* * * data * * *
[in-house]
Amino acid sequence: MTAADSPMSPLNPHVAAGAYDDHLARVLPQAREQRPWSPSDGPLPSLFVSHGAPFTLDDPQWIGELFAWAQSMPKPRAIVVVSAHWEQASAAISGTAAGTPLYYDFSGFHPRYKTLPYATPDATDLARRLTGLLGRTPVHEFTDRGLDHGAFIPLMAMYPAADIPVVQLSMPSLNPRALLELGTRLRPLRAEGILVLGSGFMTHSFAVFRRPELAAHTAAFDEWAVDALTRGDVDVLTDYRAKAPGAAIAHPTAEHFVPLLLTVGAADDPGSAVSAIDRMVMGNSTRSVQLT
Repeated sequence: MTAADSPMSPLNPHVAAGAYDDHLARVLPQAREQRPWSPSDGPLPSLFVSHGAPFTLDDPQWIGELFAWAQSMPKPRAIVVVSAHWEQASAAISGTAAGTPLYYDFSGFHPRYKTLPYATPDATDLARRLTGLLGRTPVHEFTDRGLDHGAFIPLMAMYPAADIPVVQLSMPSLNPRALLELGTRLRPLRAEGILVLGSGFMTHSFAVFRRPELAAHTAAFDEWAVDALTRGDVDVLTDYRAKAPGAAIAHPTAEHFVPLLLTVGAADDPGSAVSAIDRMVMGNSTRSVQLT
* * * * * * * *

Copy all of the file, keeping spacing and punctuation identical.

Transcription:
[in-house]
Amino acid sequence: MTAADSPMSPLNPHVAAGAYDDHLARVLPQAREQRPWSPSDGPLPSLFVSHGAPFTLDDPQWIGELFAWAQSMPKPRAIVVVSAHWEQASAAISGTAAGTPLYYDFSGFHPRYKTLPYATPDATDLARRLTGLLGRTPVHEFTDRGLDHGAFIPLMAMYPAADIPVVQLSMPSLNPRALLELGTRLRPLRAEGILVLGSGFMTHSFAVFRRPELAAHTAAFDEWAVDALTRGDVDVLTDYRAKAPGAAIAHPTAEHFVPLLLTVGAADDPGSAVSAIDRMVMGNSTRSVQLT
Repeated sequence: MTAADSPMSPLNPHVAAGAYDDHLARVLPQAREQRPWSPSDGPLPSLFVSHGAPFTLDDPQWIGELFAWAQSMPKPRAIVVVSAHWEQASAAISGTAAGTPLYYDFSGFHPRYKTLPYATPDATDLARRLTGLLGRTPVHEFTDRGLDHGAFIPLMAMYPAADIPVVQLSMPSLNPRALLELGTRLRPLRAEGILVLGSGFMTHSFAVFRRPELAAHTAAFDEWAVDALTRGDVDVLTDYRAKAPGAAIAHPTAEHFVPLLLTVGAADDPGSAVSAIDRMVMGNSTRSVQLT